Wednesday, December 22, 2021

1 in 4 Americans Wants to Improve Their Mental Health in 2022

More than 1 in 4 respondents to an APA poll said that improving their mental health is on their minds for 2022.

Just over one-third of respondents (37%) said they are anxious about their mental health going into the new year. Among those making resolutions focused on mental health, 53% will meditate, 37% plan to see a therapist, 35% will take a break from social media, 32% will journal, 26% will use a mental health app, and 20% plan to see a psychiatrist specifically.

The findings are from APA’s Healthy Minds Monthly, a poll conducted by Morning Consult. The poll was fielded December 6 to 8 among a nationally representative sample of 2,119 adults aged 18 and over.

Respondents were, overall, more likely to grade their mental health as excellent (26%) or good (42%) than fair (22%) or poor (9%). However, compared with White (28%) and Hispanic (35%) adults, adults who are Black (41%) or of another race or ethnicity (42%) were more likely to grade their mental health in 2021 as fair or poor. Nearly half (46%) of adults aged 18 to 34 and mothers (42%) also graded their mental health in 2021 as fair or poor.

“The new calendar year for many symbolizes a time for renewal, for trying new things, and, for some, new beginnings,” APA President Vivian Pender, M.D., said in a media release. “To see 1 in 4 Americans focusing on their mental health in this moment is important and encouraging. What is worrisome, although not unexpected, is the level of variation among demographic groups on their overall level of mental health, and we as psychiatrists need to understand those trends.”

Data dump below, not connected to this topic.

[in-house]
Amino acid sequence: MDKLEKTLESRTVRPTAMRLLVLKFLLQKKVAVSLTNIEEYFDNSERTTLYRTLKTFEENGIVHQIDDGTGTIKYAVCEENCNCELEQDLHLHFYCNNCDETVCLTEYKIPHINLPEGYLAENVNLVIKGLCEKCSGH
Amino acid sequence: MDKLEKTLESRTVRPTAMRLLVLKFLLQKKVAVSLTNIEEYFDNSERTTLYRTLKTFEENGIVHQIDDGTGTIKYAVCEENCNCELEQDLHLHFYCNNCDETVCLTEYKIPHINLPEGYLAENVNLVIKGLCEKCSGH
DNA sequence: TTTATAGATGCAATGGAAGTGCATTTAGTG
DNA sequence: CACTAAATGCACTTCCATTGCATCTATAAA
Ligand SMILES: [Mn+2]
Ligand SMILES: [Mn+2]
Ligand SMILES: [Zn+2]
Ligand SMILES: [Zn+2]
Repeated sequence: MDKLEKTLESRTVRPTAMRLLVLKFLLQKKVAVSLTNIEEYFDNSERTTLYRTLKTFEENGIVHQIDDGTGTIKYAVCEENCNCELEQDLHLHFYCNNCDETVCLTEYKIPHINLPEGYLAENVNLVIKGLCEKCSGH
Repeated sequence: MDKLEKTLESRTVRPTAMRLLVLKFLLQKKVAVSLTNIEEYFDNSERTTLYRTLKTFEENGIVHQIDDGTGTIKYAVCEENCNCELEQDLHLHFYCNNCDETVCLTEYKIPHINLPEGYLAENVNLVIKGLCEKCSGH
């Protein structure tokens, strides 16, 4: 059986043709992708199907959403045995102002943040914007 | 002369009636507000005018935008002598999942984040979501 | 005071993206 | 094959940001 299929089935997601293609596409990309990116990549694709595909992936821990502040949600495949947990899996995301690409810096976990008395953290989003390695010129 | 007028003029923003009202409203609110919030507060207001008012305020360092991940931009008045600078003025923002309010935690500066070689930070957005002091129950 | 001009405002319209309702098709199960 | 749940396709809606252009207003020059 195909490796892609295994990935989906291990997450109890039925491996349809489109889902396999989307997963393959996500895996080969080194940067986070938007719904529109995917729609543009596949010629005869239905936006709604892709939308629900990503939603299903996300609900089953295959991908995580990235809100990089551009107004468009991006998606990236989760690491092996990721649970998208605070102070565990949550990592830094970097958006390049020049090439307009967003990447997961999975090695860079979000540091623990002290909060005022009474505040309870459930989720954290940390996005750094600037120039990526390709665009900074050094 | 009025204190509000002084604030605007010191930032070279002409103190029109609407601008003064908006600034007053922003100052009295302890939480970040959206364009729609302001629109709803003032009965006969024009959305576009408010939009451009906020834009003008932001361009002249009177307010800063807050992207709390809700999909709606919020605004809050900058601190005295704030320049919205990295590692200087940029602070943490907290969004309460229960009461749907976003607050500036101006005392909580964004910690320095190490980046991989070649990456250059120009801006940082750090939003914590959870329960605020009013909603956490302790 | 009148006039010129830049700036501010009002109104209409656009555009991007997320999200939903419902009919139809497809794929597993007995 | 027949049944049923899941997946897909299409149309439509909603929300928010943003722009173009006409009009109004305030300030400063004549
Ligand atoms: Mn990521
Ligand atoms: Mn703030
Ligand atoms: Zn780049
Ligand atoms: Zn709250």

Among the poll’s other findings:

  • About 55% of respondents reported feeling somewhat or very anxious about the COVID-19 pandemic, and 58% reported they are somewhat or very anxious about their personal finances. More than half (54%) reported feeling somewhat or very anxious about the uncertainty of 2022.
  • 1 in 5 respondents said they anticipate feeling more stress at the start of 2022 than they did at the start of 2021, while 44% said they anticipate feeling about the same, and 27% anticipate feeling less stressed.

Some demographic groups are more likely than others to say they will make a resolution focused on mental health: 18- to 34-year-olds are more than four times as likely to have a mental health–related resolution for 2022 as those 65 and older; Black adults are more likely than those from all other racial and ethnic groups to make one. Mental health resolutions also appear more common among parents than people without children; nearly half of fathers making a mental health resolution plan to take a break from social media.

“It can’t be said enough that there is no health without mental health, and it sounds like a lot of us will be starting the new year with that focus in mind,” said APA CEO and Medical Director Saul Levin, M.D., M.P.A.

APA’s Healthy Minds Monthly tracks timely mental health issues throughout the year. APA also releases its annual Healthy Minds Poll each May in conjunction with Mental Health Awareness Month.

For related information, see the Psychiatric News Alert APA Poll Reveals COVID-19 and Other Worries During Holiday Festivities.”

(Image: iStock/MesquitaFMS)

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